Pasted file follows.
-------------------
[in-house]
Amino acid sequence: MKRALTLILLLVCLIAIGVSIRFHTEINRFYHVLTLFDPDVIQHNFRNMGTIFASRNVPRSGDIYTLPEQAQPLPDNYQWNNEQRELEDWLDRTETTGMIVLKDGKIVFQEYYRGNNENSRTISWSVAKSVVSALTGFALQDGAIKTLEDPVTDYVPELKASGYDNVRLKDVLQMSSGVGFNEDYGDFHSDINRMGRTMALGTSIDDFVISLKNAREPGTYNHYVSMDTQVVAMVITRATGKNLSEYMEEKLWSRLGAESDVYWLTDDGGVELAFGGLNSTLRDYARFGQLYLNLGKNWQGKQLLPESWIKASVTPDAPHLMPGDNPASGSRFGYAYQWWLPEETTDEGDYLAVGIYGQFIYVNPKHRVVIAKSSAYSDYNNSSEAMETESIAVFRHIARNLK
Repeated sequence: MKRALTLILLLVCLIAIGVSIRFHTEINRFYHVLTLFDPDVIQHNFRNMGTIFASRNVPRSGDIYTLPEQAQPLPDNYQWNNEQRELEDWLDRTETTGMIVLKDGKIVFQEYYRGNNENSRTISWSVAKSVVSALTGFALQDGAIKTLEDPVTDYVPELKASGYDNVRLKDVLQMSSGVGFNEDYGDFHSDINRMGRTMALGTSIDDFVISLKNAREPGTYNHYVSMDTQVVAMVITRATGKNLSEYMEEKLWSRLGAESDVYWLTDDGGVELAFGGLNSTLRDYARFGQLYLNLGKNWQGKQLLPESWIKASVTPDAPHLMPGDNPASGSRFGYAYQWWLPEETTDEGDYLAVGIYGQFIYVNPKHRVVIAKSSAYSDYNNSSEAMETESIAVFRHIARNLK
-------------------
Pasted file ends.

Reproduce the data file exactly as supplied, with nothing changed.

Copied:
[in-house]
Amino acid sequence: MKRALTLILLLVCLIAIGVSIRFHTEINRFYHVLTLFDPDVIQHNFRNMGTIFASRNVPRSGDIYTLPEQAQPLPDNYQWNNEQRELEDWLDRTETTGMIVLKDGKIVFQEYYRGNNENSRTISWSVAKSVVSALTGFALQDGAIKTLEDPVTDYVPELKASGYDNVRLKDVLQMSSGVGFNEDYGDFHSDINRMGRTMALGTSIDDFVISLKNAREPGTYNHYVSMDTQVVAMVITRATGKNLSEYMEEKLWSRLGAESDVYWLTDDGGVELAFGGLNSTLRDYARFGQLYLNLGKNWQGKQLLPESWIKASVTPDAPHLMPGDNPASGSRFGYAYQWWLPEETTDEGDYLAVGIYGQFIYVNPKHRVVIAKSSAYSDYNNSSEAMETESIAVFRHIARNLK
Repeated sequence: MKRALTLILLLVCLIAIGVSIRFHTEINRFYHVLTLFDPDVIQHNFRNMGTIFASRNVPRSGDIYTLPEQAQPLPDNYQWNNEQRELEDWLDRTETTGMIVLKDGKIVFQEYYRGNNENSRTISWSVAKSVVSALTGFALQDGAIKTLEDPVTDYVPELKASGYDNVRLKDVLQMSSGVGFNEDYGDFHSDINRMGRTMALGTSIDDFVISLKNAREPGTYNHYVSMDTQVVAMVITRATGKNLSEYMEEKLWSRLGAESDVYWLTDDGGVELAFGGLNSTLRDYARFGQLYLNLGKNWQGKQLLPESWIKASVTPDAPHLMPGDNPASGSRFGYAYQWWLPEETTDEGDYLAVGIYGQFIYVNPKHRVVIAKSSAYSDYNNSSEAMETESIAVFRHIARNLK